The deceased’s interest in joint assets will in many circumstances not form part of the deceased’s estate.

Generally, if there are joint bank accounts then, upon the death of the deceased, the account will be deemed to be owned by the surviving joint account holder. Because of this, joint bank accounts will usually be able to be continued to be operated, and not frozen, after the death of one of the account holders. Similarly, interests in real estate held with another person as joint tenants will pass “by survivorship” to the surviving owner, rather than forming part of the estate to be dealt with in accordance with the Will.

What to do once the immediate things have been handled

After you have attended to the funeral arrangements and other priority matters, and have identified the assets and liabilities of the deceased, the recommended next step is to consult a solicitor to obtain legal advice about the administration of the estate.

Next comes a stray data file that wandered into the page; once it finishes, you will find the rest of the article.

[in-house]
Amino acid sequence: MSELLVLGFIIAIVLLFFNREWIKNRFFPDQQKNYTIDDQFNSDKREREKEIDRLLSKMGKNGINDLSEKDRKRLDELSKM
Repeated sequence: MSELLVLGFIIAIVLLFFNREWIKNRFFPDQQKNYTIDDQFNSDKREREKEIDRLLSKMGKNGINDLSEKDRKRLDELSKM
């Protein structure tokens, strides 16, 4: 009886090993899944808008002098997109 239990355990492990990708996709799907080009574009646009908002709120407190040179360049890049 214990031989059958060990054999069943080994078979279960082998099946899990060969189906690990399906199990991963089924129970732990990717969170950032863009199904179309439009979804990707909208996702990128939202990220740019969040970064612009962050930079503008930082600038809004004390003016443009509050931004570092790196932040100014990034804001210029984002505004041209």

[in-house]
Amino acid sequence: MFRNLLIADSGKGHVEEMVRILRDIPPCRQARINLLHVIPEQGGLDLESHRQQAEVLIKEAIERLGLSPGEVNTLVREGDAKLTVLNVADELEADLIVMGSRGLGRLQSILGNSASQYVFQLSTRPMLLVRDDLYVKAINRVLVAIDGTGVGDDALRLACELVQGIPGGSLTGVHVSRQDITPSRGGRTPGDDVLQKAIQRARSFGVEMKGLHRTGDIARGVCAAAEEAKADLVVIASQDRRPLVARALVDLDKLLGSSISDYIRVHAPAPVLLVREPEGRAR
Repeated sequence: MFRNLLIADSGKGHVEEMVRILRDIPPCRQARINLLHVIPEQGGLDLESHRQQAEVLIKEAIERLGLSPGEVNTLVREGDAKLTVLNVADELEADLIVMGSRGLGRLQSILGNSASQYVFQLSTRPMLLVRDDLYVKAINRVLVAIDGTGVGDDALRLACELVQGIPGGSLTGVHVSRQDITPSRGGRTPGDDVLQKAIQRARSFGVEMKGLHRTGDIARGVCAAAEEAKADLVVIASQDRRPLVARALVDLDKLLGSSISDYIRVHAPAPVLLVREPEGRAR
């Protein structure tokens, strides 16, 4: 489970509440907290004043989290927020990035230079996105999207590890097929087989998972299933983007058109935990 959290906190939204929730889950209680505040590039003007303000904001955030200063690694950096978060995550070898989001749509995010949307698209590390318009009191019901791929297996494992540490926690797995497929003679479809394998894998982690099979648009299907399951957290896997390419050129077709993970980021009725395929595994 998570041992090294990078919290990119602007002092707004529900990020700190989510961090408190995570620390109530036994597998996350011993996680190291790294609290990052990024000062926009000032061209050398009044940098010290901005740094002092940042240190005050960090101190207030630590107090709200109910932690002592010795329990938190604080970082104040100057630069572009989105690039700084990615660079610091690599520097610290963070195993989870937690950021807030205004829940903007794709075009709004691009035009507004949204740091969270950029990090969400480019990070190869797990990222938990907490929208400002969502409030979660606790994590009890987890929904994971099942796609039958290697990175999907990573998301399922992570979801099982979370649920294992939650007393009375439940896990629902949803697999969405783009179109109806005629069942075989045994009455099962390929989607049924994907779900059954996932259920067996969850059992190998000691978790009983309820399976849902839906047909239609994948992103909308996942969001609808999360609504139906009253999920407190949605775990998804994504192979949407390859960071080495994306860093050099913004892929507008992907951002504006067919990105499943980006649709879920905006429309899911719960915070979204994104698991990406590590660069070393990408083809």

For the first appointment, you should bring with you the original Will (if not already held by the solicitor), the death certificate (if it has been received), and all documents which identify the assets and liabilities. In most circumstances, the solicitor’s costs will be paid from the estate, although you will be the client.

The solicitor will discuss with you the actions which will be required in order for you to carry out the deceased’s directions in accordance with his or her Will. You can decide at that time which actions will be taken by the solicitor and which actions will be taken by you personally.

The solicitor will typically attend to some notifications, to obtaining Probate, to Transmission Applications for real estate, to obtaining proceeds of accounts from financial institutions, to sales of shares, and to payments of legacies and other financial distributions to beneficiaries, while the executor will typically attend to the remaining notifications, to the making of required decisions, and to dealing with personal effects such as furniture, jewellery, clothing and collectibles.